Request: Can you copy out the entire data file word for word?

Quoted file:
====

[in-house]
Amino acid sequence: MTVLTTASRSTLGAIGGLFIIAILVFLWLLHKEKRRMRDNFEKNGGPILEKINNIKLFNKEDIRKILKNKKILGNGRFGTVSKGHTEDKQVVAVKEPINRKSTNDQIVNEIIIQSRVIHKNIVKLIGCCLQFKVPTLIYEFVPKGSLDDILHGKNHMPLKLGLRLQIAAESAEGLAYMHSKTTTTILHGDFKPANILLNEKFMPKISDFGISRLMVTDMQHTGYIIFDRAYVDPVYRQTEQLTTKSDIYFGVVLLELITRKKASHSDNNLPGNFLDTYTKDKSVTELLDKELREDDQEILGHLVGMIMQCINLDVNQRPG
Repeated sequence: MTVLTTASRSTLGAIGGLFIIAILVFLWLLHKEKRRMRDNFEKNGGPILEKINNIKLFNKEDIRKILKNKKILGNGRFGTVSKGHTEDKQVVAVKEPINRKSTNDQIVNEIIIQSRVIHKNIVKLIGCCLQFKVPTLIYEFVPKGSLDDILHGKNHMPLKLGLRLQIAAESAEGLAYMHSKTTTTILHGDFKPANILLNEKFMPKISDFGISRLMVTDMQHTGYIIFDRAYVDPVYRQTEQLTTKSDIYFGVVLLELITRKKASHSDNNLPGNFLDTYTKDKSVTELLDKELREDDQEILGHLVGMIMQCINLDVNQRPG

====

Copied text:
[in-house]
Amino acid sequence: MTVLTTASRSTLGAIGGLFIIAILVFLWLLHKEKRRMRDNFEKNGGPILEKINNIKLFNKEDIRKILKNKKILGNGRFGTVSKGHTEDKQVVAVKEPINRKSTNDQIVNEIIIQSRVIHKNIVKLIGCCLQFKVPTLIYEFVPKGSLDDILHGKNHMPLKLGLRLQIAAESAEGLAYMHSKTTTTILHGDFKPANILLNEKFMPKISDFGISRLMVTDMQHTGYIIFDRAYVDPVYRQTEQLTTKSDIYFGVVLLELITRKKASHSDNNLPGNFLDTYTKDKSVTELLDKELREDDQEILGHLVGMIMQCINLDVNQRPG
Repeated sequence: MTVLTTASRSTLGAIGGLFIIAILVFLWLLHKEKRRMRDNFEKNGGPILEKINNIKLFNKEDIRKILKNKKILGNGRFGTVSKGHTEDKQVVAVKEPINRKSTNDQIVNEIIIQSRVIHKNIVKLIGCCLQFKVPTLIYEFVPKGSLDDILHGKNHMPLKLGLRLQIAAESAEGLAYMHSKTTTTILHGDFKPANILLNEKFMPKISDFGISRLMVTDMQHTGYIIFDRAYVDPVYRQTEQLTTKSDIYFGVVLLELITRKKASHSDNNLPGNFLDTYTKDKSVTELLDKELREDDQEILGHLVGMIMQCINLDVNQRPG